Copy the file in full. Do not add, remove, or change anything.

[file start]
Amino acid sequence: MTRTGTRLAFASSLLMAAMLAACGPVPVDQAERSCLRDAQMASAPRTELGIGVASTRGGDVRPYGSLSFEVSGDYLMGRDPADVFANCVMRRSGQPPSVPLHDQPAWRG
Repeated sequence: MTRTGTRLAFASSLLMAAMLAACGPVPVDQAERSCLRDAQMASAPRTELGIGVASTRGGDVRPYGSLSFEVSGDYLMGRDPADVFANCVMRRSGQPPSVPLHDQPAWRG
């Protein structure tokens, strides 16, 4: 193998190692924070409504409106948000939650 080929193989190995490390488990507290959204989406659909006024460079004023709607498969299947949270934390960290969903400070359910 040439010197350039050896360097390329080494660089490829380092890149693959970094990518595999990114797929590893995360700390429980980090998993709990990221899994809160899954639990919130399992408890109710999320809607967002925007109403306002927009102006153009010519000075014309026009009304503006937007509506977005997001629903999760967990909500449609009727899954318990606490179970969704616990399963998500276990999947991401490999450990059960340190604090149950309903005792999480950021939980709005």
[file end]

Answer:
Amino acid sequence: MTRTGTRLAFASSLLMAAMLAACGPVPVDQAERSCLRDAQMASAPRTELGIGVASTRGGDVRPYGSLSFEVSGDYLMGRDPADVFANCVMRRSGQPPSVPLHDQPAWRG
Repeated sequence: MTRTGTRLAFASSLLMAAMLAACGPVPVDQAERSCLRDAQMASAPRTELGIGVASTRGGDVRPYGSLSFEVSGDYLMGRDPADVFANCVMRRSGQPPSVPLHDQPAWRG
């Protein structure tokens, strides 16, 4: 193998190692924070409504409106948000939650 080929193989190995490390488990507290959204989406659909006024460079004023709607498969299947949270934390960290969903400070359910 040439010197350039050896360097390329080494660089490829380092890149693959970094990518595999990114797929590893995360700390429980980090998993709990990221899994809160899954639990919130399992408890109710999320809607967002925007109403306002927009102006153009010519000075014309026009009304503006937007509506977005997001629903999760967990909500449609009727899954318990606490179970969704616990399963998500276990999947991401490999450990059960340190604090149950309903005792999480950021939980709005």